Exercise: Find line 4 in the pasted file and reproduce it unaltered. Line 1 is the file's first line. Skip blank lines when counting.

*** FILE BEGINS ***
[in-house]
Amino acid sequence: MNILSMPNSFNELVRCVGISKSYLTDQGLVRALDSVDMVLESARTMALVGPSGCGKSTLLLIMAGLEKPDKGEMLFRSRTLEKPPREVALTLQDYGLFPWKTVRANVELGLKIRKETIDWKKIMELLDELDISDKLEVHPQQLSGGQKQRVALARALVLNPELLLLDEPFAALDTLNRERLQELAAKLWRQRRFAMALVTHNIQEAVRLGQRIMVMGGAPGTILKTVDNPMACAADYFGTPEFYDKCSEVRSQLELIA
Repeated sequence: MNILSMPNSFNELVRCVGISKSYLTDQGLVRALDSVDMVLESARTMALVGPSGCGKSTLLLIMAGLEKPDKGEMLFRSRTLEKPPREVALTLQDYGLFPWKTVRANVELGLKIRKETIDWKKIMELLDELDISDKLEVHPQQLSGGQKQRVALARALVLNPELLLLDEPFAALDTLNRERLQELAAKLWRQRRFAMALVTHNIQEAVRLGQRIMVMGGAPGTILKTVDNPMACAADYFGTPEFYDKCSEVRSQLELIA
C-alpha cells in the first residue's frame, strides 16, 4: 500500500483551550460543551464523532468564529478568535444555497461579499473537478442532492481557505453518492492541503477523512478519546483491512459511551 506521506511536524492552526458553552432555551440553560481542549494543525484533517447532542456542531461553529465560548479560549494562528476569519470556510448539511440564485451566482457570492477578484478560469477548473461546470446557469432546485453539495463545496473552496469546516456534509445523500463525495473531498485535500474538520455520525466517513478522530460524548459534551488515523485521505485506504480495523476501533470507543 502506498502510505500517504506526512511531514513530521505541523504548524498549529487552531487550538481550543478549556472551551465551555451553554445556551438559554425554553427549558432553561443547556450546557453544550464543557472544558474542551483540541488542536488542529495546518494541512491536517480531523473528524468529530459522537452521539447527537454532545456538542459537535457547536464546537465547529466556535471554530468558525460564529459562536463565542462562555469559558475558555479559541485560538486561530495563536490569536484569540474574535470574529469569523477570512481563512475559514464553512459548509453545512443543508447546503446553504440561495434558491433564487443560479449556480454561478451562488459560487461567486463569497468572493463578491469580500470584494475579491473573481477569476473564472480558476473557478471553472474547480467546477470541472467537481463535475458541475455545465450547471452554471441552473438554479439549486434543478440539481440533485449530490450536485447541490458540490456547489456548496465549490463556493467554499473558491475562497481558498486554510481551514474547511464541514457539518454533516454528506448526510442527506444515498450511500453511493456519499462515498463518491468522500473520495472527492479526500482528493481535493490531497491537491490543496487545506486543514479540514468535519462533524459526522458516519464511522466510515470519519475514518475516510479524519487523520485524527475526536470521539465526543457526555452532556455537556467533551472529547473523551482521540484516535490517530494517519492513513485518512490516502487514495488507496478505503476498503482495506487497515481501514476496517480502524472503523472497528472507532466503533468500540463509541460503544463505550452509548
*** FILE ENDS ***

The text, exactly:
C-alpha cells in the first residue's frame, strides 16, 4: 500500500483551550460543551464523532468564529478568535444555497461579499473537478442532492481557505453518492492541503477523512478519546483491512459511551 506521506511536524492552526458553552432555551440553560481542549494543525484533517447532542456542531461553529465560548479560549494562528476569519470556510448539511440564485451566482457570492477578484478560469477548473461546470446557469432546485453539495463545496473552496469546516456534509445523500463525495473531498485535500474538520455520525466517513478522530460524548459534551488515523485521505485506504480495523476501533470507543 502506498502510505500517504506526512511531514513530521505541523504548524498549529487552531487550538481550543478549556472551551465551555451553554445556551438559554425554553427549558432553561443547556450546557453544550464543557472544558474542551483540541488542536488542529495546518494541512491536517480531523473528524468529530459522537452521539447527537454532545456538542459537535457547536464546537465547529466556535471554530468558525460564529459562536463565542462562555469559558475558555479559541485560538486561530495563536490569536484569540474574535470574529469569523477570512481563512475559514464553512459548509453545512443543508447546503446553504440561495434558491433564487443560479449556480454561478451562488459560487461567486463569497468572493463578491469580500470584494475579491473573481477569476473564472480558476473557478471553472474547480467546477470541472467537481463535475458541475455545465450547471452554471441552473438554479439549486434543478440539481440533485449530490450536485447541490458540490456547489456548496465549490463556493467554499473558491475562497481558498486554510481551514474547511464541514457539518454533516454528506448526510442527506444515498450511500453511493456519499462515498463518491468522500473520495472527492479526500482528493481535493490531497491537491490543496487545506486543514479540514468535519462533524459526522458516519464511522466510515470519519475514518475516510479524519487523520485524527475526536470521539465526543457526555452532556455537556467533551472529547473523551482521540484516535490517530494517519492513513485518512490516502487514495488507496478505503476498503482495506487497515481501514476496517480502524472503523472497528472507532466503533468500540463509541460503544463505550452509548